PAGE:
A Tale of Wealth and Poverty

I planned on stopping for lunch at 12:30, so I’d have enough time to make my 1:00 meeting. The meeting was three blocks away from my office, and lunch about half way between.

As I approached the next intersection, I saw a familiar face. An older, homeless woman, who normally doesn’t like to be bothered and likely fights mental illness (I say this because of interactions with her, not because she’s homeless). She stood, with her overflowing cart, in the middle of the street, distraught because her cart had tipped over. From a distance, I saw three college-aged men briefly speaking with her, before they walked away.

I hung up my phone conversation and began to help pick up her belongings. As I did, she told me that the men I saw had tipped her cart over.

I couldn’t stop thinking that I needed to hurry and buy lunch so that I didn’t miss my meeting.

We finished picking up, what looked like rubbish to me, and she was on her way to finish crossing the street. I turned and ordered a vegetarian sandwich with Provolone cheese, and all the fixings.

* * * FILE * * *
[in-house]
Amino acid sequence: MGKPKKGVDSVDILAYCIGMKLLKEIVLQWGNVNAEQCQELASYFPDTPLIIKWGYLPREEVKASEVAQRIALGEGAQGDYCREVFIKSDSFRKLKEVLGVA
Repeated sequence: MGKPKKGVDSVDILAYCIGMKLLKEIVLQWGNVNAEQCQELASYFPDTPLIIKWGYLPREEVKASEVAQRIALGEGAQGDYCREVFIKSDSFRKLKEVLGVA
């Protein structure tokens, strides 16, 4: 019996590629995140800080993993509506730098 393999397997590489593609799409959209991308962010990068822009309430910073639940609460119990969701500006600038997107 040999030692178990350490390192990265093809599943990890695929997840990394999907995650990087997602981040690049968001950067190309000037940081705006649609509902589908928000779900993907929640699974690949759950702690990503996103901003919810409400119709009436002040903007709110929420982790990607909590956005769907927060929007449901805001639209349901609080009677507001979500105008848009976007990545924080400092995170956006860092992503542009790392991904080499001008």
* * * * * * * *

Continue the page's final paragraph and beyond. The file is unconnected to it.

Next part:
As I ate, I wondered, should I have invited her to lunch? I mean, I had a meeting to get to but how important was my meeting compared to taking my chance to invest in her life?

I’d seen her before. Many times, actually. In the park, down the street. I’ve always said hello and she always angrily ignores or yells at me. One time, she asked for money and cussed me out when I offered to buy her lunch instead.

I finished my bread and vegetables, and began walking towards my meeting. When I made it to the same intersection as before, I saw this woman standing on the other side of the street. Apparently, still recovering from the earlier incident.

I crossed the street, and asked if she was okay. Her response? “Those Russians are new to town and they’re always fighting for their territory.” She then offered me coffee, and snack mix.

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